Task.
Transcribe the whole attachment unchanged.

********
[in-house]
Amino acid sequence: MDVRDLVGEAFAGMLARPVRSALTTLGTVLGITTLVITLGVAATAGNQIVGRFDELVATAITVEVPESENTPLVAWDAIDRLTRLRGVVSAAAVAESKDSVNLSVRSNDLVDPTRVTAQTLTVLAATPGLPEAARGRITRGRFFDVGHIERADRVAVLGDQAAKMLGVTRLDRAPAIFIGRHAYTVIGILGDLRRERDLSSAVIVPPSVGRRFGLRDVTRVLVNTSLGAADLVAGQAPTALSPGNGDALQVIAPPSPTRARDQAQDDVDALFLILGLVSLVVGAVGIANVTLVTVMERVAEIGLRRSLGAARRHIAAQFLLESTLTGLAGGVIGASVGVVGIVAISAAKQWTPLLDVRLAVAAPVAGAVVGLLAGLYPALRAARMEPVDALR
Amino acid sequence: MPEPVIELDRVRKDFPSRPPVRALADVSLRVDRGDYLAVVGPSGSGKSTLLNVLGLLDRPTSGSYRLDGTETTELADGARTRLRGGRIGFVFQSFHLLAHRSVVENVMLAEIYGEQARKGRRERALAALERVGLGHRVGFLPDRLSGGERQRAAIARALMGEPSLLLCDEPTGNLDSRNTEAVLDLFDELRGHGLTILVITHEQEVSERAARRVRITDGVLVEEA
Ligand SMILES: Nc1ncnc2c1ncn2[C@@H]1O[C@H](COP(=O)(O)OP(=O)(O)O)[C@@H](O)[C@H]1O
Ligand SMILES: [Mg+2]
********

[in-house]
Amino acid sequence: MDVRDLVGEAFAGMLARPVRSALTTLGTVLGITTLVITLGVAATAGNQIVGRFDELVATAITVEVPESENTPLVAWDAIDRLTRLRGVVSAAAVAESKDSVNLSVRSNDLVDPTRVTAQTLTVLAATPGLPEAARGRITRGRFFDVGHIERADRVAVLGDQAAKMLGVTRLDRAPAIFIGRHAYTVIGILGDLRRERDLSSAVIVPPSVGRRFGLRDVTRVLVNTSLGAADLVAGQAPTALSPGNGDALQVIAPPSPTRARDQAQDDVDALFLILGLVSLVVGAVGIANVTLVTVMERVAEIGLRRSLGAARRHIAAQFLLESTLTGLAGGVIGASVGVVGIVAISAAKQWTPLLDVRLAVAAPVAGAVVGLLAGLYPALRAARMEPVDALR
Amino acid sequence: MPEPVIELDRVRKDFPSRPPVRALADVSLRVDRGDYLAVVGPSGSGKSTLLNVLGLLDRPTSGSYRLDGTETTELADGARTRLRGGRIGFVFQSFHLLAHRSVVENVMLAEIYGEQARKGRRERALAALERVGLGHRVGFLPDRLSGGERQRAAIARALMGEPSLLLCDEPTGNLDSRNTEAVLDLFDELRGHGLTILVITHEQEVSERAARRVRITDGVLVEEA
Ligand SMILES: Nc1ncnc2c1ncn2[C@@H]1O[C@H](COP(=O)(O)OP(=O)(O)O)[C@@H](O)[C@H]1O
Ligand SMILES: [Mg+2]